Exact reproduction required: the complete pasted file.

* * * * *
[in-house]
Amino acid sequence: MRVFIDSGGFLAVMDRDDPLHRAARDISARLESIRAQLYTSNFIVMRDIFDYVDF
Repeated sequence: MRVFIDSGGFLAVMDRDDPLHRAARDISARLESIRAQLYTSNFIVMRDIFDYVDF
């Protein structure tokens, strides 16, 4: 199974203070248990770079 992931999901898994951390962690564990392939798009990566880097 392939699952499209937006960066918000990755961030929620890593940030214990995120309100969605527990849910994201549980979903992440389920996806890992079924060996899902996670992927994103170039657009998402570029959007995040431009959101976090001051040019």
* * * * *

[in-house]
Amino acid sequence: MRVFIDSGGFLAVMDRDDPLHRAARDISARLESIRAQLYTSNFIVMRDIFDYVDF
Repeated sequence: MRVFIDSGGFLAVMDRDDPLHRAARDISARLESIRAQLYTSNFIVMRDIFDYVDF
């Protein structure tokens, strides 16, 4: 199974203070248990770079 992931999901898994951390962690564990392939798009990566880097 392939699952499209937006960066918000990755961030929620890593940030214990995120309100969605527990849910994201549980979903992440389920996806890992079924060996899902996670992927994103170039657009998402570029959007995040431009959101976090001051040019």